Many of us have felt the impact of cancer in our lives, whether first-hand, or through friends and loved ones. 

One local non-profit helps turn what can be a challenging fight, into a more positive experience here in the community.

Victory in the Valley helps women from across the region find comfort during a battle that can be a mentally and physically difficult. 

“I was diagnosed in December 2004 with breast cancer,” said Maratha Nash.

“I was diagnosed with bladder cancer in 2013,” said Lori Diane Campbell.

They are two of many cancer survivors, brought together by Diana Thomi and her late mother Lois.

“Back in 1982, my mom came to me and showed me a red spot on her breast,” said Thomi. “And, me being a nurse, asked me do you think this is anything I should be worried about.”

Little did Thomi know that day, her mother’s cancer diagnosis would turn into a legacy for others. 

“While she was finishing her treatments, she met a lot of patients in the treatment room that wanted to get together and talk about cancer,” she said. “So, she took their name and address and contact information.”

A small group meeting eventually led to the start of Victory in the Valley in 1983, where Thomi serves as the executive director. 

It’s a place for support and resources for those fighting cancer.

There are support groups. 

“We get together and just ‘how’s your day? how’s your week been?'” said Nash.

There’s also a safe space to discuss treatments and side effects. 

“The wigs, often they want the same color that they had before they lost their hair,” said Benita Baker, a volunteer at Victory in the Valley. “A lot of things change. But, at least this is one small thing that they don’t have to worry about.”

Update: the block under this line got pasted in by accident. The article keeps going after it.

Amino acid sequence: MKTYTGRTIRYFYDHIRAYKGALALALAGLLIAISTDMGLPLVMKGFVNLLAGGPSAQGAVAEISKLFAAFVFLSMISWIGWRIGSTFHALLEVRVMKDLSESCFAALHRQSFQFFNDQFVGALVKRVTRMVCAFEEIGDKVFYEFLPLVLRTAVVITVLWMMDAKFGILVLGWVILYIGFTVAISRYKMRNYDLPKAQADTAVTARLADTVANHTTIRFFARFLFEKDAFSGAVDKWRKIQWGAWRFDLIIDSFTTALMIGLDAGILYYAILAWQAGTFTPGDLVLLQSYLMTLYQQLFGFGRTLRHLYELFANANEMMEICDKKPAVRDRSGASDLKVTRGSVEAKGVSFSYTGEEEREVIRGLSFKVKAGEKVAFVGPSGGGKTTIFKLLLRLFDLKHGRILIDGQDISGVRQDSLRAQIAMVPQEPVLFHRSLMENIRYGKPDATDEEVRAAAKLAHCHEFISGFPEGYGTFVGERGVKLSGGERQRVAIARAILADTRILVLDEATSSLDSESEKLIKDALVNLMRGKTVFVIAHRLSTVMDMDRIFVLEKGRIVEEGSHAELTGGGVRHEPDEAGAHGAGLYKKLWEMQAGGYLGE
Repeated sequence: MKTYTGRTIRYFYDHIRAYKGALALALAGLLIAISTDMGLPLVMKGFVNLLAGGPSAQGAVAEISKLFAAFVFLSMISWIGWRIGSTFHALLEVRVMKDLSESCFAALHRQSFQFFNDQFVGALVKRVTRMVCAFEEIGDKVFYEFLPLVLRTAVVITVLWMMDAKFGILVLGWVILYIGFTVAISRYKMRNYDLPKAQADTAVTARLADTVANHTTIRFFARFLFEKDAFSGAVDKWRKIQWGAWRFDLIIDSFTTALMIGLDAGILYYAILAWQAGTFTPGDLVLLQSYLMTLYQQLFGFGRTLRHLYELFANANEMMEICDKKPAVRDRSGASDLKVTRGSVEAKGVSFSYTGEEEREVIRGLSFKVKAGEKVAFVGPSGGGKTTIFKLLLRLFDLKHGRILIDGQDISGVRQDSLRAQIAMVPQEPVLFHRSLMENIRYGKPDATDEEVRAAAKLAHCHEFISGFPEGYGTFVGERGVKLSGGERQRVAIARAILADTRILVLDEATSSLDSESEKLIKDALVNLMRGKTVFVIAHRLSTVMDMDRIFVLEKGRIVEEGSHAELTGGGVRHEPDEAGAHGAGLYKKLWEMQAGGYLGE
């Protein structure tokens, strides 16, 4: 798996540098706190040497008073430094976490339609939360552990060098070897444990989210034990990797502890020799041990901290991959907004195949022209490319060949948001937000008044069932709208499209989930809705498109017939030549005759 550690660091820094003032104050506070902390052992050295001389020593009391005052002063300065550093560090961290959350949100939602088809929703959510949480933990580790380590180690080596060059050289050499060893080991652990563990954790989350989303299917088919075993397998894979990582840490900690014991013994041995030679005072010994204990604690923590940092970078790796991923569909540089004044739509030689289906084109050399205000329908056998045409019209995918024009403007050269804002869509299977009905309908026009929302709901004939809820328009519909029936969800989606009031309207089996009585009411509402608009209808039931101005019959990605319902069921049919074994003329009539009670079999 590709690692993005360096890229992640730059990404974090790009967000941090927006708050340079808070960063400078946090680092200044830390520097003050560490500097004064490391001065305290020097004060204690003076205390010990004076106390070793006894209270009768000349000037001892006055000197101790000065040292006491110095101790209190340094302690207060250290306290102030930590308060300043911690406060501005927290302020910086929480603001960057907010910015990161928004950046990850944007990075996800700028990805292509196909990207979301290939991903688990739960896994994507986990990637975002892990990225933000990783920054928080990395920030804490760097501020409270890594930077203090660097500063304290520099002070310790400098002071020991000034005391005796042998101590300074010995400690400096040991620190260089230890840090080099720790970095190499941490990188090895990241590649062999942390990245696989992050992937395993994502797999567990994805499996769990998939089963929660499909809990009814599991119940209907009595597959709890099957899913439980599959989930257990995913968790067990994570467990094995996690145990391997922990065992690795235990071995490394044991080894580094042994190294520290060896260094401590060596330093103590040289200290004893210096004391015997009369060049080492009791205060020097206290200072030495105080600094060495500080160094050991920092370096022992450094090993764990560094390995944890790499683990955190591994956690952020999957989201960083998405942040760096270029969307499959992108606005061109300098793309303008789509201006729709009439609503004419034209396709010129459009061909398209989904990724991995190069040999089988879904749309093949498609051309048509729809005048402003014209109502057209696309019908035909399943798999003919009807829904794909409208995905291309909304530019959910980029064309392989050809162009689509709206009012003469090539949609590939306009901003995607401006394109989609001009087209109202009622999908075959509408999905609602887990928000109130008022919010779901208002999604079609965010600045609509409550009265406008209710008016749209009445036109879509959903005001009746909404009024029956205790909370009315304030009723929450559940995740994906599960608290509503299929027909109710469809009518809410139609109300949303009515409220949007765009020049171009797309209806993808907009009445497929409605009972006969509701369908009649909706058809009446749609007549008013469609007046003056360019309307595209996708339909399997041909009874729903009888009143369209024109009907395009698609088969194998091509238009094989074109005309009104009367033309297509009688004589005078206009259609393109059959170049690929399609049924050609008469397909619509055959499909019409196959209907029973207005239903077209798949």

For some, that comfort has come from a volunteer’s visit, while a patient was in the waiting room before getting treatment at the Cancer Center of Kansas.

“Being there for conversation or help or answer questions if they need it,” said Ginni Skach, a Victory in the Valley volunteer.

“I needed to get out of that room,” said Campbell. “It was very emotional. And, so they directed me to the hospitality center. And, you know I – it was overwhelming how inviting they were.”

The volunteers in the hospitality room, that’s just down the hall from the cancer center, know the importance of that safe space all too well, all survivors themselves. 

“Cancer doesn’t have to be scary,” said Linda Hamm, a survivor. “It doesn’t have to be awful. It can be a rewarding thing. You can find the blessings, if you just open your eyes and look.”

For these women, that blessing is strangers brought together during one of life’s greatest challenges. 

“You live every day because you’re 100 percent alive today, and that’s one thing I’ve learned from Victory in the Valley,” said Ruth Ann Martin, a cancer survivor.

That hope is thanks to two women, who took a chance three decades ago. 

Lois Thomi passed away in 2013. But, her legacy can be felt by all the women she’s impacted. 

“Her middle name was Joy,” said Diana Thomi. “And, she was always full of joy, even in the hardest circumstances. And, I just hope to live up to that.”

Victory in the Valley doesn’t charge anything for its services. 

The non-profit is funded through donations and an annual fundraiser.

You can find out how to donate here.